People who are being abused often feel afraid, numb, or lonely. Getting help and support is an important first step toward changing the situation. Many teens who have experienced abuse find that painful emotions may linger even after the abuse stops. Working with a therapist is one way to sort through the complicated feelings and reactions that being abused creates, and the process can help to rebuild feelings of safety, confidence, and self-esteem.

BuryYourFlame May 10th, 2009 08:05 AM

Re: Abuse Help Guide
 
Domestic Violence/Crisis Hotlines:

AUS: 1 800 55 1800
UK: 0800 800 500
Wales: 0808 100 2524
Canada: 1 800 668 6868
USA: 800 656 4673

If you have any more numbers/corrections, please PM me with them, so we can keep them in one place.

I'm gonna sticky this, I think it is important for people to see.

Triceratops May 10th, 2009 02:04 PM

Re: Abuse Help Guide
 
I wanted to make this into a sticky, but I wasn't sure if we were allowed or not. :P

But Declan already did it. :D

Specter May 10th, 2009 06:06 PM

Re: Abuse Help Guide
 
Thanks for stickying my thread, I appreciate it. :)

TigerLily May 10th, 2009 06:25 PM

Re: Abuse Help Guide
 
Quote:

Originally Posted by Specter (Post 507174)
It may sound strange, but people sometimes have trouble recognizing that they are being abused.

Recognizing abuse may be especially difficult for someone who has lived with it for many years.

Many people who are abused distrust others.

It's normal for people who have been abused to feel upset, angry, and confused about what happened to them.

People who are being abused often feel afraid, numb, or lonely.

Many teens who have experienced abuse find that painful emotions may linger even after the abuse stops.

Wow, I can relate to a lot of this, especially the quotes (having suffered emotional abuse, verbal abuse, neglect and near physical abuse at the hands of my mother for as long as I can remember - don't live with her any longer so its looking better now tho :) ). Great post, Specter :)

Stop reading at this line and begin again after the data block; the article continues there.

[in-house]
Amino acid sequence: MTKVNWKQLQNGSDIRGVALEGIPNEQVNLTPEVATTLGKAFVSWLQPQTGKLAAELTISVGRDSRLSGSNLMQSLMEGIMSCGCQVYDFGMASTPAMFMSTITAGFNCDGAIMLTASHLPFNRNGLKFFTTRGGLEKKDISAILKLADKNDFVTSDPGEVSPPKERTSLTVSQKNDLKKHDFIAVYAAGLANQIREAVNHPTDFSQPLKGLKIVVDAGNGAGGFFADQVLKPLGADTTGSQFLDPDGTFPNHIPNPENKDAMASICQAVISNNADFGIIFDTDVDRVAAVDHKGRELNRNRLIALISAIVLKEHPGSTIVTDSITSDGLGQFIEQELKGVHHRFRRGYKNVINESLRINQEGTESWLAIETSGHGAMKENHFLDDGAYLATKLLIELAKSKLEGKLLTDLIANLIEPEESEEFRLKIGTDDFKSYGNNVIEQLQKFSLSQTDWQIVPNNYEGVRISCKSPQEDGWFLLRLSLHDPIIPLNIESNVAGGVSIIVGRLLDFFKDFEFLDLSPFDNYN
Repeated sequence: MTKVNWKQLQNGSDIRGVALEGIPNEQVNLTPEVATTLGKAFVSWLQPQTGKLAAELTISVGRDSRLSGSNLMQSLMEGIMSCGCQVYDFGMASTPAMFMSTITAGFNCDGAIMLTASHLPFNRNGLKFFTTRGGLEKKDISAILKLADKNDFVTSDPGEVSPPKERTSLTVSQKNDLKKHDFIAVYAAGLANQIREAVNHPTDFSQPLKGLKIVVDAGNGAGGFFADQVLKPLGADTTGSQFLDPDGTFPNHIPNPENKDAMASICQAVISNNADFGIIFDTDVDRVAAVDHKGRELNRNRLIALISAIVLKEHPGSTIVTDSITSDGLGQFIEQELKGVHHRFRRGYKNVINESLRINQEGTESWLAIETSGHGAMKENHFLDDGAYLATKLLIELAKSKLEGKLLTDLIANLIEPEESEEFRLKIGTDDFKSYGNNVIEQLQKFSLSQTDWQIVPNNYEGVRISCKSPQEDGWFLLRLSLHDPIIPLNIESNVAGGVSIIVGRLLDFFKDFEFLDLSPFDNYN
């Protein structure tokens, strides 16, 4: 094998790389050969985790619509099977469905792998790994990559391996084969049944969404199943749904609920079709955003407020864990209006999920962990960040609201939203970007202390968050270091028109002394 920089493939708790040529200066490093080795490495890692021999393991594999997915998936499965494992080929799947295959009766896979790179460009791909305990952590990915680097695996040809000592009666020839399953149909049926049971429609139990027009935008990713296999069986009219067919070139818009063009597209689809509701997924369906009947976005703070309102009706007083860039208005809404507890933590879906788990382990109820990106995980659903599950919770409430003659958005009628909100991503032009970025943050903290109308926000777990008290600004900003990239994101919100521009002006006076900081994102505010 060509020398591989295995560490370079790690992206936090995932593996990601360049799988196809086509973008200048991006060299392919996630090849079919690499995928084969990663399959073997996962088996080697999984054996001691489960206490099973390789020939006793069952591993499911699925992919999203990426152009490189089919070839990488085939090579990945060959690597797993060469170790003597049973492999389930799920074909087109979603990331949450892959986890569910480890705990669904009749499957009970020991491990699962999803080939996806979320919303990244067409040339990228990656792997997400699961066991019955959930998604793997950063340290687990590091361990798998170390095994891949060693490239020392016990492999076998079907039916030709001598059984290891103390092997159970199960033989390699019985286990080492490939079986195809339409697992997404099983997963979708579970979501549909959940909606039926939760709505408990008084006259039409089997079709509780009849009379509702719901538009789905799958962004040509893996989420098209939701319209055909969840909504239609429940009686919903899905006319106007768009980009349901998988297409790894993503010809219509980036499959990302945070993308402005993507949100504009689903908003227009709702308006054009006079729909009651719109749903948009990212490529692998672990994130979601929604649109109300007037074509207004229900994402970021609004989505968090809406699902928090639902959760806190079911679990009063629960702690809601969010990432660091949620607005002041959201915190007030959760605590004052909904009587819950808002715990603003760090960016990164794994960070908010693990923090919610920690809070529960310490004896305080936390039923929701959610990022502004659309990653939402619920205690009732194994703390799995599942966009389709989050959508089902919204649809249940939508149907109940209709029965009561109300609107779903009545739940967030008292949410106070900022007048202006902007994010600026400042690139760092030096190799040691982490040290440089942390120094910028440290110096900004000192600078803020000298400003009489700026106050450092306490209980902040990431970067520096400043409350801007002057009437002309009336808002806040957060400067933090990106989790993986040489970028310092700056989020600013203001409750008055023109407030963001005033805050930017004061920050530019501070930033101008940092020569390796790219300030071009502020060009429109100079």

Just for everyone to know that there is life after abuse, and that you can come through it the other side a stronger person. There's a happier future waiting for all who have suffered abuse, and that's the hope that has helped me so much over the years :)

rukiayua October 1st, 2009 04:36 PM

Re: Abuse Help Guide
 
Quote:

Originally Posted by TigerLily (Post 509879)
Wow, I can relate to a lot of this, especially the quotes (having suffered emotional abuse, verbal abuse, neglect and near physical abuse at the hands of my mother for as long as I can remember - don't live with her any longer so its looking better now tho :) ). Great post, Specter :)
Just for everyone to know that there is life after abuse, and that you can come through it the other side a stronger person. There's a happier future waiting for all who have suffered abuse, and that's the hope that has helped me so much over the years :)

wow that's great, im kinda strugglin with it, but that is great!!!!!!!! just to kno that there is something more to this life....i've never heard someone thats been so positive.....well actually, i've never heard anything from anyone that's been through this and have some support and that they really mean it...thats great!!:console:

Sapphire October 2nd, 2009 05:20 AM

Re: Abuse Help Guide
 
Just want to add that sexual abuse is the occurrence of unwanted sexual contact between two people. The two people involved can be the same age or even in adulthood.

Specter October 6th, 2009 07:35 PM

Quote:

Originally Posted by TigerLily (Post 509879)
Wow, I can relate to a lot of this, especially the quotes (having suffered emotional abuse, verbal abuse, neglect and near physical abuse at the hands of my mother for as long as I can remember - don't live with her any longer so its looking better now tho :) ). Great post, Specter :)
Just for everyone to know that there is life after abuse, and that you can come through it the other side a stronger person. There's a happier future waiting for all who have suffered abuse, and that's the hope that has helped me so much over the years :)

I'm actually so happy to hear this! Thanks for supporting it means a lot! :)

Quote:

Originally Posted by rukiayua (Post 657743)